Even though the Legislature legalized concealed weapons in 1996 and open carry in 2015, there is nothing new about a business owner keeping weapons under the store counter or in the vehicle used to take deposits to the bank. The laws, however, raise questions about liability insurance for weapons-related incidents, so it’s a good time to brush up on coverage issues.
There are at least three ways an insured can injure someone with a weapon:
Accidental discharge of the weapon,
Intentional shooting with an intent to injure the person (shooting a criminal), or
Intentional shooting with accidental consequences (shooting an innocent person standing behind the criminal).
There’s no coverage problem with the accidental discharge. The commercial general liability policy covers the insured’s legal responsibility for bodily injury or property damage to others as the result of an accident. Costs for defense and payment of any subsequent judgment or settlement are provided.
For the other two types of incidents, however, the intentional acts exclusion in the policy presents a problem for the individual or commercial insured seeking defense or indemnity following a shooting incident.
The intentional acts exclusion in the CGL policy reads as follows:
This insurance does not apply to:
a. Expected or Intended Injury
“Bodily injury” or “property damage” expected or intended from the standpoint of the insured.
This exclusion does not apply to “bodily injury” resulting from the use of reasonable force by an “insured” to protect persons or property.
Most courts have treated this exclusion narrowly, so that not only must the action which causes the damage be intentional (striking a difficult customer), but the damages must be reasonably expected (broken jaw vs. paralysis). In an auto-related case (Tanner vs. Nationwide), the Texas Supreme Court said a similar exclusion in the personal auto policy is “effect-focused and cause-focused, voiding coverage when the resulting injury was intentional, not merely when the insured’s conduct was intentional.” According to the decision, if the exclusion were to preclude coverage for reckless acts that didn’t result in deliberate injury, insurance coverage would disappear for many accidents.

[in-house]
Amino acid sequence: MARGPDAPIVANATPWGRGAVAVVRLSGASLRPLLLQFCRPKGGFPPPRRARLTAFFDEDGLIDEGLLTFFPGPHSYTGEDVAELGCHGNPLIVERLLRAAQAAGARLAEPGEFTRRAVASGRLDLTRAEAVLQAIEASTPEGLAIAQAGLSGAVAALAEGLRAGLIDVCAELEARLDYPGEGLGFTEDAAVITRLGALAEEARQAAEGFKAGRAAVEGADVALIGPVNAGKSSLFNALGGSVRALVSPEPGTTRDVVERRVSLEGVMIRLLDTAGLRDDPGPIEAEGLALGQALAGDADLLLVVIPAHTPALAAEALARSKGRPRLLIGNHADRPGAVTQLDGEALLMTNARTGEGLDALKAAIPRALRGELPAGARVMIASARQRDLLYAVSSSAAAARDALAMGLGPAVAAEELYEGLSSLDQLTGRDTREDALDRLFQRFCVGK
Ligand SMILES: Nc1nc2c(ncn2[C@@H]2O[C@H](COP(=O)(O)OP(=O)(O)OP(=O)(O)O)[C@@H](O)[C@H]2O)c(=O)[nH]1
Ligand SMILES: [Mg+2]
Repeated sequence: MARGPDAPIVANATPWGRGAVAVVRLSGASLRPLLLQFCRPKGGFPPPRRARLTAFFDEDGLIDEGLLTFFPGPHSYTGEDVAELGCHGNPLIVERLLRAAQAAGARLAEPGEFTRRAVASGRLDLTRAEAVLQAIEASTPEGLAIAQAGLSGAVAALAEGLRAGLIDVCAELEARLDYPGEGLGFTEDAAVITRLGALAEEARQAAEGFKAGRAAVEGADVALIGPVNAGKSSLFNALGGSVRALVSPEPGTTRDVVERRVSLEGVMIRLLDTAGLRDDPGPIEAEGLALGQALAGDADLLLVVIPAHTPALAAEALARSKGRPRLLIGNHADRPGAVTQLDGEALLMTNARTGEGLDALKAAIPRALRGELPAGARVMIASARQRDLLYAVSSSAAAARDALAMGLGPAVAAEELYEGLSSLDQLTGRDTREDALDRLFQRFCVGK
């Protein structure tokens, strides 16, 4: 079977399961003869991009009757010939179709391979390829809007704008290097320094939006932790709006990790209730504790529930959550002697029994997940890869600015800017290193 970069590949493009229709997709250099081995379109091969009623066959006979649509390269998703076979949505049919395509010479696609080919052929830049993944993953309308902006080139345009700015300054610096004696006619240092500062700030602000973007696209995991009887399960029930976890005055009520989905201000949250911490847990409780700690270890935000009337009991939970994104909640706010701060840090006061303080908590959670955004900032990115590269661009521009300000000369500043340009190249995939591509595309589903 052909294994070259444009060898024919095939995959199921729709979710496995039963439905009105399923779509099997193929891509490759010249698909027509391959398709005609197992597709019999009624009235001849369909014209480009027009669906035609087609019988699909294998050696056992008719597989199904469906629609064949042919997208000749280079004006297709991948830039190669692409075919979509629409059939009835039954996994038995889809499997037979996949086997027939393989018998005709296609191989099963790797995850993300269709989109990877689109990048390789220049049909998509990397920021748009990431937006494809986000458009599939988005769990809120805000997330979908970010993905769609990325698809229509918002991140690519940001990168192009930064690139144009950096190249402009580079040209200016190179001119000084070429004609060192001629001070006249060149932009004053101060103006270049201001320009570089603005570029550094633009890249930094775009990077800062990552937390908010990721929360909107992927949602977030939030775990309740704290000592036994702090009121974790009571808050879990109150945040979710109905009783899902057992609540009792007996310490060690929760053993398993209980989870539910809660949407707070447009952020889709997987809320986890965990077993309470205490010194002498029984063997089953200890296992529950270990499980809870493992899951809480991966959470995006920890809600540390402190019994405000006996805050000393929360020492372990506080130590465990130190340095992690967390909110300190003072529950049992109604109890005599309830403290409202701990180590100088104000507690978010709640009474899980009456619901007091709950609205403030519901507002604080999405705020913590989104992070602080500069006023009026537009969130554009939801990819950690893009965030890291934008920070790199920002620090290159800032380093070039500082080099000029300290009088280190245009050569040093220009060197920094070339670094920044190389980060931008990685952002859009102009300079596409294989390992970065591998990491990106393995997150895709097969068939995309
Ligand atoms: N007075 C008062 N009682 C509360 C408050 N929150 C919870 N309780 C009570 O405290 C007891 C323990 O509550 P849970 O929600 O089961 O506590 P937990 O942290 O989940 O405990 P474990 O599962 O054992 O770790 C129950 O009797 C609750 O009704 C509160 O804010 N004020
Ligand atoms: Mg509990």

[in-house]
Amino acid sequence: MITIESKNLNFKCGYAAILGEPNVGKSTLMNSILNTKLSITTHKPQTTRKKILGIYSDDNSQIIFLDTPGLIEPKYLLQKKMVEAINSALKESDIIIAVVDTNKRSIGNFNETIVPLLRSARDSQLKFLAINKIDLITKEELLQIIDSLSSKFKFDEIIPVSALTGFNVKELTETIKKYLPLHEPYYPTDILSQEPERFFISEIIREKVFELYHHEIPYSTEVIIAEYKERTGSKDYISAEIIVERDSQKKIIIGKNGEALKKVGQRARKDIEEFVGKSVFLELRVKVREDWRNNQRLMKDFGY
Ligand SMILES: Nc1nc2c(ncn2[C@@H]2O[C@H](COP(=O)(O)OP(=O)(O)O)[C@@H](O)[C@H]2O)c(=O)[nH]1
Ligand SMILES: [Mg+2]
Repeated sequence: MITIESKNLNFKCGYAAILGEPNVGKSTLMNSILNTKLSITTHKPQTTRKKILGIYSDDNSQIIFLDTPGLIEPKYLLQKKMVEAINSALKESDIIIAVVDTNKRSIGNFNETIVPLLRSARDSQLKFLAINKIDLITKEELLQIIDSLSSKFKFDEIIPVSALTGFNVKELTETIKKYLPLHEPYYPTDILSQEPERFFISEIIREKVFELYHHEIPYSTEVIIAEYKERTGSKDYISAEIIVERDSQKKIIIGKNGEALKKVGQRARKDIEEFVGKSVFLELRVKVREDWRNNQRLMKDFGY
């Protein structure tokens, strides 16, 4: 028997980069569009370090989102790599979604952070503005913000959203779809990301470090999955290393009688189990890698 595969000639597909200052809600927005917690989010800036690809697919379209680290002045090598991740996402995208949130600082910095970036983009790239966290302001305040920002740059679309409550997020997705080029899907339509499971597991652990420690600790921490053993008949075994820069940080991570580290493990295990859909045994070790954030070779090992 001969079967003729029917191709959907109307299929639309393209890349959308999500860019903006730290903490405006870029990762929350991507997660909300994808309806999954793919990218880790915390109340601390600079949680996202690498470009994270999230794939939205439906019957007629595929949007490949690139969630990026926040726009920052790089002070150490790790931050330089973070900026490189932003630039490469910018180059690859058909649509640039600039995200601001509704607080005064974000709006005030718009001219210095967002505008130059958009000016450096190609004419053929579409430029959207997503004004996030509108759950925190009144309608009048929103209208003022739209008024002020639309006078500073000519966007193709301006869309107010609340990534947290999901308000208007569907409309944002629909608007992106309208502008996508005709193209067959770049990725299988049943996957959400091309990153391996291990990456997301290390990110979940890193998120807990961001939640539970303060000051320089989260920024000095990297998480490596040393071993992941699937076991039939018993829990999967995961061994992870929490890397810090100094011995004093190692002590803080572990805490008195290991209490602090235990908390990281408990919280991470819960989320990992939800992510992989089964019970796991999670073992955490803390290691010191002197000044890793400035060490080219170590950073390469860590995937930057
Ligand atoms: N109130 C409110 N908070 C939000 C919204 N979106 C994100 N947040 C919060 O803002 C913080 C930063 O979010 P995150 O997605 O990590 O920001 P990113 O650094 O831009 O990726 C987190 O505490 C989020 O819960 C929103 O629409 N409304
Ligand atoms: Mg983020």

The exclusion applies to “the insured” who intentionally causes the damage, and not to all insureds who may be sued as a result of the damages. Thus, the named insured business would be protected in a suit brought by a customer who was intentionally injured by a third party or an employee of the insured.
The exception to the exclusion applies to bodily injury only, and permits the use of “reasonable force” by the insured to protect persons or property, such as when a store owner grabs a customer suspected of shoplifting or shoots a burglar or robber, and the customer or criminal later sues the insured as a result.